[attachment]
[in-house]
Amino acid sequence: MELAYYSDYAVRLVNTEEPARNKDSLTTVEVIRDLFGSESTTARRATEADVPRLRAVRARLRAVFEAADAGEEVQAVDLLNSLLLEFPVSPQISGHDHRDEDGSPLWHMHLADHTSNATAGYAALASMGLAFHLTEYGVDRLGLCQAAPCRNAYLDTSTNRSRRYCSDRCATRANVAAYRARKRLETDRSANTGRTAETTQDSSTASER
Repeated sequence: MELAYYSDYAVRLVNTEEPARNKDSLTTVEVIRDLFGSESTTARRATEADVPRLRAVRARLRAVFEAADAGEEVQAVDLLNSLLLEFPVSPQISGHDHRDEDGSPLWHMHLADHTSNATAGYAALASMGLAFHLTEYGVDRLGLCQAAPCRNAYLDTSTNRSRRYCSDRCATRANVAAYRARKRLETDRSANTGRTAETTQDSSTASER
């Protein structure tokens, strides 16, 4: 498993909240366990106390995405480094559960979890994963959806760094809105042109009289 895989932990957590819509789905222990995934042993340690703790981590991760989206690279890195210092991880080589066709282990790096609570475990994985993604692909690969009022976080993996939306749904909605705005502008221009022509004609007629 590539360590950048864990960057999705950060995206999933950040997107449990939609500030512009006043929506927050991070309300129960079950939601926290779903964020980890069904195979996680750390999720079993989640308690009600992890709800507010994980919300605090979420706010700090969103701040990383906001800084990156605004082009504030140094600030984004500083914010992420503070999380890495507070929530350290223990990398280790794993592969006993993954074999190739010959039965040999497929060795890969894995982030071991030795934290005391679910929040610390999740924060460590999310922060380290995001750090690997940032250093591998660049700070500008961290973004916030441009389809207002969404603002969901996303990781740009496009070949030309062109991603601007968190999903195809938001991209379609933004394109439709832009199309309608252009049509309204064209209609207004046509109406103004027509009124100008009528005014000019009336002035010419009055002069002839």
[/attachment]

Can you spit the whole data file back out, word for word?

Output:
[in-house]
Amino acid sequence: MELAYYSDYAVRLVNTEEPARNKDSLTTVEVIRDLFGSESTTARRATEADVPRLRAVRARLRAVFEAADAGEEVQAVDLLNSLLLEFPVSPQISGHDHRDEDGSPLWHMHLADHTSNATAGYAALASMGLAFHLTEYGVDRLGLCQAAPCRNAYLDTSTNRSRRYCSDRCATRANVAAYRARKRLETDRSANTGRTAETTQDSSTASER
Repeated sequence: MELAYYSDYAVRLVNTEEPARNKDSLTTVEVIRDLFGSESTTARRATEADVPRLRAVRARLRAVFEAADAGEEVQAVDLLNSLLLEFPVSPQISGHDHRDEDGSPLWHMHLADHTSNATAGYAALASMGLAFHLTEYGVDRLGLCQAAPCRNAYLDTSTNRSRRYCSDRCATRANVAAYRARKRLETDRSANTGRTAETTQDSSTASER
């Protein structure tokens, strides 16, 4: 498993909240366990106390995405480094559960979890994963959806760094809105042109009289 895989932990957590819509789905222990995934042993340690703790981590991760989206690279890195210092991880080589066709282990790096609570475990994985993604692909690969009022976080993996939306749904909605705005502008221009022509004609007629 590539360590950048864990960057999705950060995206999933950040997107449990939609500030512009006043929506927050991070309300129960079950939601926290779903964020980890069904195979996680750390999720079993989640308690009600992890709800507010994980919300605090979420706010700090969103701040990383906001800084990156605004082009504030140094600030984004500083914010992420503070999380890495507070929530350290223990990398280790794993592969006993993954074999190739010959039965040999497929060795890969894995982030071991030795934290005391679910929040610390999740924060460590999310922060380290995001750090690997940032250093591998660049700070500008961290973004916030441009389809207002969404603002969901996303990781740009496009070949030309062109991603601007968190999903195809938001991209379609933004394109439709832009199309309608252009049509309204064209209609207004046509109406103004027509009124100008009528005014000019009336002035010419009055002069002839």